Except for two brief periods in ordinary, Lackawanna continued to operate in the Pacific for the next 12 years. On 16 March 1883 at Honolulu, Captain of the Hold Louis Williams jumped overboard and rescued a fellow sailor from drowning, for which he was awarded the Medal of Honor. A year later, at Callao, Peru, on 13 June 1884, Williams again rescued a man from drowning, along with Ordinary Seaman Isaac L. Fasseur. Both Williams and Fasseur were awarded a Medal of Honor for this act, making Williams one of the few two-time recipients of the award. [6]

Lackawanna decommissioned for the last time at Mare Island Navy Yard on 7 April 1885 and was sold there to W. T. Garratt & Company on 30 July 1887.


  1. ^ "Civil War Medal of Honor Recipients (A–L)". Medal of Honor Citations. United States Army Center of Military History. 26 June 2011. Retrieved 17 February 2012.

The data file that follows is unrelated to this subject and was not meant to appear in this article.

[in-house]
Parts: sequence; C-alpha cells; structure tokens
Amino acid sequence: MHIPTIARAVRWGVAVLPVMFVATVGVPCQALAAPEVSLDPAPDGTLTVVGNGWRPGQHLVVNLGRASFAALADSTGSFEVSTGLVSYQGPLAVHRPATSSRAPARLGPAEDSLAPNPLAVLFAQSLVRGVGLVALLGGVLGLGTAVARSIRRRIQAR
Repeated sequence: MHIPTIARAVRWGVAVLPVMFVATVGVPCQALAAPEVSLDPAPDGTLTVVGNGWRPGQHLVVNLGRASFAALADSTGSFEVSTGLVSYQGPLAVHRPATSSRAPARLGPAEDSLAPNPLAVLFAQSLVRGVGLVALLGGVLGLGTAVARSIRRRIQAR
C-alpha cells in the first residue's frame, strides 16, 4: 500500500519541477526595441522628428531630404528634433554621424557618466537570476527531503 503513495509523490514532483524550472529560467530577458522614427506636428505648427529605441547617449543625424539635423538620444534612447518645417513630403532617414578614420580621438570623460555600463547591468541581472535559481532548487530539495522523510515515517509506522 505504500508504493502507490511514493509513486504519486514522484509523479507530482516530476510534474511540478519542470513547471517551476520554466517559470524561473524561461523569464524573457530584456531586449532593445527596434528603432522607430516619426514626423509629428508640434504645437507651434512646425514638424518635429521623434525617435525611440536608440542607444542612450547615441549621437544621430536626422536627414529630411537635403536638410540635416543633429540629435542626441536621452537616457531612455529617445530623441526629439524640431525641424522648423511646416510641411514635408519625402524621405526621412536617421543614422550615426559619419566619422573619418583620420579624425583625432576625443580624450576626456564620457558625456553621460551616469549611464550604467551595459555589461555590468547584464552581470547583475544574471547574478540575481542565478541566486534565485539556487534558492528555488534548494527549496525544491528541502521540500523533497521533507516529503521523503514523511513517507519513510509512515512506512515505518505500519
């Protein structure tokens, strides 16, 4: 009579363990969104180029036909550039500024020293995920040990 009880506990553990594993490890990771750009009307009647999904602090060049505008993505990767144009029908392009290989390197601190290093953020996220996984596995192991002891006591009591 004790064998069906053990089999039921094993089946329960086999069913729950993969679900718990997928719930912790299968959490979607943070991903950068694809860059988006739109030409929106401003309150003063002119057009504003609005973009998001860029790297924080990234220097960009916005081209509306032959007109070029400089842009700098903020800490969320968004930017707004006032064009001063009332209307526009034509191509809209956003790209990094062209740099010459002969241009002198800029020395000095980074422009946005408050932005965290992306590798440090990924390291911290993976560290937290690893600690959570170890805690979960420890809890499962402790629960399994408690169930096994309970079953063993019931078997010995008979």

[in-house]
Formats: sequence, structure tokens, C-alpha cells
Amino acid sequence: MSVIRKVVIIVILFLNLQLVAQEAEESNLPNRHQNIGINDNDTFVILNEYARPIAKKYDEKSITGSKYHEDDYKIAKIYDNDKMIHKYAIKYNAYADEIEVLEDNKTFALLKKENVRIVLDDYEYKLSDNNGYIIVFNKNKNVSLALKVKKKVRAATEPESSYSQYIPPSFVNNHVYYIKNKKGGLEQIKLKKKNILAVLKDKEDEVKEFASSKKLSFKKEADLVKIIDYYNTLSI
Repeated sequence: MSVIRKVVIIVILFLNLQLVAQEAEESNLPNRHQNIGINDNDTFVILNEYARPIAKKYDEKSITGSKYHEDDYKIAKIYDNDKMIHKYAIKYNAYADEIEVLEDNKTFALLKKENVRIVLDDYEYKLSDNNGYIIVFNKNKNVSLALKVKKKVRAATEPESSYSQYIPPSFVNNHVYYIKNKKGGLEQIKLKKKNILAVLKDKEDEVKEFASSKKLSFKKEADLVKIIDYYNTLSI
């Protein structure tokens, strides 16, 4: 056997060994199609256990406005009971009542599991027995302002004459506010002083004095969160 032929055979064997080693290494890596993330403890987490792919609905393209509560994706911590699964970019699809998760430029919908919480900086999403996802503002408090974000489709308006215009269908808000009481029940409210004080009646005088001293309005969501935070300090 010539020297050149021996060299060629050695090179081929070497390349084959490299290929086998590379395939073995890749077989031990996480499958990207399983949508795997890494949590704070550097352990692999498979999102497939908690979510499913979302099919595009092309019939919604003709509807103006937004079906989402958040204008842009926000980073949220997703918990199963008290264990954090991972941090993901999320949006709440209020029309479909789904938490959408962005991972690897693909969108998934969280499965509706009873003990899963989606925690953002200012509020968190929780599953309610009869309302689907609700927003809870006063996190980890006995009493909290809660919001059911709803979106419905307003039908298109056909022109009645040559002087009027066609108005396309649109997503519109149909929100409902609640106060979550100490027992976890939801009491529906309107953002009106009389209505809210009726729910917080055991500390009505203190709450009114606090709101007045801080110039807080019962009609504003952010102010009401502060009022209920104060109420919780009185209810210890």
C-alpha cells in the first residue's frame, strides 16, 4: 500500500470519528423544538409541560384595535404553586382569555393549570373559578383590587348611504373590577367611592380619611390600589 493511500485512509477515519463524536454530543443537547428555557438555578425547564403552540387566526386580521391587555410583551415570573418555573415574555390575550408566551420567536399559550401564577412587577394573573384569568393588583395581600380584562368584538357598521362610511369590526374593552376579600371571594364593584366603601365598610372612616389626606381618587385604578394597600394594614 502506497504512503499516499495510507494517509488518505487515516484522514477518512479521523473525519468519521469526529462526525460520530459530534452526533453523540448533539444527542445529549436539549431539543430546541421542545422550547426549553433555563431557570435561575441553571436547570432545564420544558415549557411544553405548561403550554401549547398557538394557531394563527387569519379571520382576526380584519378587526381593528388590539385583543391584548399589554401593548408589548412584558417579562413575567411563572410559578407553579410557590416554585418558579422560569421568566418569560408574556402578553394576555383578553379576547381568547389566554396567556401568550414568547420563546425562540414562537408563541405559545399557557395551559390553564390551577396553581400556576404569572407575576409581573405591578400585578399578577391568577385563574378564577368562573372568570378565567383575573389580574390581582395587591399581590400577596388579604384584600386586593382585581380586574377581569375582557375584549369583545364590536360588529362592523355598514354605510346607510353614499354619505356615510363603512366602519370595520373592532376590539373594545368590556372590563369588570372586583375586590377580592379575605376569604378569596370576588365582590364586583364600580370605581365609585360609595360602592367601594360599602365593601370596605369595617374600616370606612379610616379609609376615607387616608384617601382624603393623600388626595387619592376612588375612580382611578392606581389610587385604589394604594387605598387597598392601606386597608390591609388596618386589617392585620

2. ^ "Civil War Medal of Honor Recipients (M–Z)". Medal of Honor Citations. United States Army Center of Military History. 26 June 2011. Retrieved 17 February 2012.
  3. ^ Orent, Beatrice & Reinsch, Pauline (1941). "Sovereignty over Islands in the Pacific". American Journal of International Law. 35 (3): 443–461. doi: 10.2307/2192452. JSTOR  2192452. S2CID  147357598.
  4. ^[ bare URL PDF]
  5. ^ B.W. Farcau, The Ten Cents War
  6. ^ "Medal of Honor Recipients – Interim Awards, 1871–1898". Medal of Honor Citations. United States Army Center of Military History. 5 August 2010. Retrieved 11 September 2010.